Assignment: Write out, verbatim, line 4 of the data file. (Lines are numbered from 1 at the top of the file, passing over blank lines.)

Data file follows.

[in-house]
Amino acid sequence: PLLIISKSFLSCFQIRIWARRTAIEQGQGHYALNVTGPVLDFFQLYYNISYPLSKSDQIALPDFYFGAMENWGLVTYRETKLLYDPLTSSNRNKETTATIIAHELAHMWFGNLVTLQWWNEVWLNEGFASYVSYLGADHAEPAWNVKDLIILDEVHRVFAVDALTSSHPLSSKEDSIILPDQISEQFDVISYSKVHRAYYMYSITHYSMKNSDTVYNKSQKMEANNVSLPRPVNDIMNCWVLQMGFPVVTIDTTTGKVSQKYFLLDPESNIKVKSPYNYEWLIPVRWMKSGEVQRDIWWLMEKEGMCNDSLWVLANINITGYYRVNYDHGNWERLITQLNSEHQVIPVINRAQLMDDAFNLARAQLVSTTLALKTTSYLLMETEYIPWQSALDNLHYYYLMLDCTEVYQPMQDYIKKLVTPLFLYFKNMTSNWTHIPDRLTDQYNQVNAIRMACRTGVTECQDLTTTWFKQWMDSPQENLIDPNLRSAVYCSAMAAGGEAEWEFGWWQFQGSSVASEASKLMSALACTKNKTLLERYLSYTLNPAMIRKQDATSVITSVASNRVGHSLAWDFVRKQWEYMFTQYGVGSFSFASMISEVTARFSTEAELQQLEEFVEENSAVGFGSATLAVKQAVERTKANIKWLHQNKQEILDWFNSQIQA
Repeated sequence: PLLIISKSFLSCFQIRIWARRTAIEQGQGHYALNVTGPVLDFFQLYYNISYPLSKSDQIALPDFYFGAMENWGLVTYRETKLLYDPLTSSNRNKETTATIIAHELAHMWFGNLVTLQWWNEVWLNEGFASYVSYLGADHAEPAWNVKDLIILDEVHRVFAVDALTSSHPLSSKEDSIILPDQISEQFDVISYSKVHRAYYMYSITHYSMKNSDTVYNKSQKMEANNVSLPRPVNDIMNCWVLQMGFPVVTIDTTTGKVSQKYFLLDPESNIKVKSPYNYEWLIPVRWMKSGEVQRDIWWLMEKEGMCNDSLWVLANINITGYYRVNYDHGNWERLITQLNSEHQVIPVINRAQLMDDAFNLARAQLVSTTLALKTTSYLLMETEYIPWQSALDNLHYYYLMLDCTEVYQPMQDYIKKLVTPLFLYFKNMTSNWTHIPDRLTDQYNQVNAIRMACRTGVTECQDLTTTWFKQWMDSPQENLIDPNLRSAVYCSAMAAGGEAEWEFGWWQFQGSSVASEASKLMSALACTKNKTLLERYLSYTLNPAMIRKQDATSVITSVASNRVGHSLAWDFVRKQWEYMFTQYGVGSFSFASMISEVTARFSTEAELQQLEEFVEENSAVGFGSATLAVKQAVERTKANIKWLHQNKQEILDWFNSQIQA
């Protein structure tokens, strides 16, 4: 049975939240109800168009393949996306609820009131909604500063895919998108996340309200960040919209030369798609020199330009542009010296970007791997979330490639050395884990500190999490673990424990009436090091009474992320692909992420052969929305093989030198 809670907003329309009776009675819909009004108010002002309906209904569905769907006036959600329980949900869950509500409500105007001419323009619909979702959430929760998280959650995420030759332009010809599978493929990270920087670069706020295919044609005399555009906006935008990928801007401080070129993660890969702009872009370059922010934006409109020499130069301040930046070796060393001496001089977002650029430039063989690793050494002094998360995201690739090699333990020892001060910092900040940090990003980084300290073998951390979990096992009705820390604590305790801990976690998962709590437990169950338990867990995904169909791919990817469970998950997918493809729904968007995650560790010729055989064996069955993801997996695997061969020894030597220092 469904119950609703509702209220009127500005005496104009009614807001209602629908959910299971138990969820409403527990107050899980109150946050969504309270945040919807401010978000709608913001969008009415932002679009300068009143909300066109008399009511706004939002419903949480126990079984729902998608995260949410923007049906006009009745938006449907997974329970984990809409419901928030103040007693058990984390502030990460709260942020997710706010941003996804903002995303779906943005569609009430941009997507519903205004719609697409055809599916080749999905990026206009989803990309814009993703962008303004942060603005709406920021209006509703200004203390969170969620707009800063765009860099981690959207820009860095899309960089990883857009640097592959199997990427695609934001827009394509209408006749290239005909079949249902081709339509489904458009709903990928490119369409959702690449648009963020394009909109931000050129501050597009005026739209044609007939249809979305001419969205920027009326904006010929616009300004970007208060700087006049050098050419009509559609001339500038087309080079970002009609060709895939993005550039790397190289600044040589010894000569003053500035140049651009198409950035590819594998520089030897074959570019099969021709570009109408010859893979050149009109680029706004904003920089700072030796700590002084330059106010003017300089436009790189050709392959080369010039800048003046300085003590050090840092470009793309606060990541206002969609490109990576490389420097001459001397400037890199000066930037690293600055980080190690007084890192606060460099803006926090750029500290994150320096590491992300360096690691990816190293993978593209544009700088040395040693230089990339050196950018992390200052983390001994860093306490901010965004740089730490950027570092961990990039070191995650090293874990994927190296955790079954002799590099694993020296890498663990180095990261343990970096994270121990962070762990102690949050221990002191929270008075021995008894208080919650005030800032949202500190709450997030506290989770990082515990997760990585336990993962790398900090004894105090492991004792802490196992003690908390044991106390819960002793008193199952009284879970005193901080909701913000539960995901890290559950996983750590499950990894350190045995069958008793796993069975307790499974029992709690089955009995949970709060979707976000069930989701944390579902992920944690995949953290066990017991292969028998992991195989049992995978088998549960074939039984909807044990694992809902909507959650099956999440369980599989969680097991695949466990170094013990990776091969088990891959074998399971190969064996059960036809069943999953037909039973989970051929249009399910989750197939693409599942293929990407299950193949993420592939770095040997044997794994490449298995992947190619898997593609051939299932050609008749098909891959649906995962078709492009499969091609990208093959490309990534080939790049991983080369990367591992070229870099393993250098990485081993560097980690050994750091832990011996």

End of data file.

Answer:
């Protein structure tokens, strides 16, 4: 049975939240109800168009393949996306609820009131909604500063895919998108996340309200960040919209030369798609020199330009542009010296970007791997979330490639050395884990500190999490673990424990009436090091009474992320692909992420052969929305093989030198 809670907003329309009776009675819909009004108010002002309906209904569905769907006036959600329980949900869950509500409500105007001419323009619909979702959430929760998280959650995420030759332009010809599978493929990270920087670069706020295919044609005399555009906006935008990928801007401080070129993660890969702009872009370059922010934006409109020499130069301040930046070796060393001496001089977002650029430039063989690793050494002094998360995201690739090699333990020892001060910092900040940090990003980084300290073998951390979990096992009705820390604590305790801990976690998962709590437990169950338990867990995904169909791919990817469970998950997918493809729904968007995650560790010729055989064996069955993801997996695997061969020894030597220092 469904119950609703509702209220009127500005005496104009009614807001209602629908959910299971138990969820409403527990107050899980109150946050969504309270945040919807401010978000709608913001969008009415932002679009300068009143909300066109008399009511706004939002419903949480126990079984729902998608995260949410923007049906006009009745938006449907997974329970984990809409419901928030103040007693058990984390502030990460709260942020997710706010941003996804903002995303779906943005569609009430941009997507519903205004719609697409055809599916080749999905990026206009989803990309814009993703962008303004942060603005709406920021209006509703200004203390969170969620707009800063765009860099981690959207820009860095899309960089990883857009640097592959199997990427695609934001827009394509209408006749290239005909079949249902081709339509489904458009709903990928490119369409959702690449648009963020394009909109931000050129501050597009005026739209044609007939249809979305001419969205920027009326904006010929616009300004970007208060700087006049050098050419009509559609001339500038087309080079970002009609060709895939993005550039790397190289600044040589010894000569003053500035140049651009198409950035590819594998520089030897074959570019099969021709570009109408010859893979050149009109680029706004904003920089700072030796700590002084330059106010003017300089436009790189050709392959080369010039800048003046300085003590050090840092470009793309606060990541206002969609490109990576490389420097001459001397400037890199000066930037690293600055980080190690007084890192606060460099803006926090750029500290994150320096590491992300360096690691990816190293993978593209544009700088040395040693230089990339050196950018992390200052983390001994860093306490901010965004740089730490950027570092961990990039070191995650090293874990994927190296955790079954002799590099694993020296890498663990180095990261343990970096994270121990962070762990102690949050221990002191929270008075021995008894208080919650005030800032949202500190709450997030506290989770990082515990997760990585336990993962790398900090004894105090492991004792802490196992003690908390044991106390819960002793008193199952009284879970005193901080909701913000539960995901890290559950996983750590499950990894350190045995069958008793796993069975307790499974029992709690089955009995949970709060979707976000069930989701944390579902992920944690995949953290066990017991292969028998992991195989049992995978088998549960074939039984909807044990694992809902909507959650099956999440369980599989969680097991695949466990170094013990990776091969088990891959074998399971190969064996059960036809069943999953037909039973989970051929249009399910989750197939693409599942293929990407299950193949993420592939770095040997044997794994490449298995992947190619898997593609051939299932050609008749098909891959649906995962078709492009499969091609990208093959490309990534080939790049991983080369990367591992070229870099393993250098990485081993560097980690050994750091832990011996």